Consumption in a vacuum
In recent years, economics has paid increasing attention to the phenomenon of consumption. Insights from outside of the mainstream and from outside of economics proper have found inroads as well. Largely neglected in previous decades, consumption theory in economics was the exclusive domain for technical discussions only for a long time, as the articles selected by the late Kevin Lancaster show. Consumption of many goods is, however, highly symbolic—consumption behavior is in large part about institutionalized communication where instrumental considerations do not necessarily play an important role. Some of the most promising ideas that can be developed further in economics to better understand consumption behavior are presented.
(This abstract was borrowed from another version of this item.)
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Volume (Year): 35 (2005)
Issue (Month): 1 (March)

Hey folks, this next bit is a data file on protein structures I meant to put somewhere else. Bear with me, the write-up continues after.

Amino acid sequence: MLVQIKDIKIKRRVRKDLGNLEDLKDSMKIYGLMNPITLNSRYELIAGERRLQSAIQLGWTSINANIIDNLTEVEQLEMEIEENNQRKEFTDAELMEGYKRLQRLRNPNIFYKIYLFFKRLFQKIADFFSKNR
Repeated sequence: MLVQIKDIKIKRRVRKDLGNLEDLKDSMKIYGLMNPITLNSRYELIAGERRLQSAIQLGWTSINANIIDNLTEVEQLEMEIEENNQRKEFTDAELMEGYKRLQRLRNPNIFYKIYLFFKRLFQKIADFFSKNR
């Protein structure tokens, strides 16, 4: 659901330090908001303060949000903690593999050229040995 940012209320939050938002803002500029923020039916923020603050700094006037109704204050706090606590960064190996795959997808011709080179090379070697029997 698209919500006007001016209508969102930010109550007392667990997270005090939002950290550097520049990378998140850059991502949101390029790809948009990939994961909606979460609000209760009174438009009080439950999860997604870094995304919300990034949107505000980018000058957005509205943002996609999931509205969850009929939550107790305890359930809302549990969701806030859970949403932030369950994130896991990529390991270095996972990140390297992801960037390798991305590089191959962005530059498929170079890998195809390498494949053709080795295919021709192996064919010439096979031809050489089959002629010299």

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References listed on IDEAS
Please report citation or reference errors to , or , if you are the registered author of the cited work, log in to your RePEc Author Service profile, click on "citations" and make appropriate adjustments.:
- Pesendorfer, Wolfgang, 1995.
"Design Innovation and Fashion Cycles,"
American Economic Review,
American Economic Association, vol. 85(4), pages 771-792, September.
- Thompson, Craig J & Haytko, Diana L, 1997. " Speaking of Fashion: Consumers' Uses of Fashion Discourses and the Appropriation of Countervailing Cultural Meanings," Journal of Consumer Research, Oxford University Press, vol. 24(1), pages 15-42, June.
- Wilfred Dolfsma, 2004. "Institutional Economics and the Formation of Preferences," Books, Edward Elgar Publishing, number 2961.
- Boland, Lawrence A, 1981. "On the Futility of Criticizing the Neoclassical Maximization Hypothesis," American Economic Review, American Economic Association, vol. 71(5), pages 1031-1036, December.
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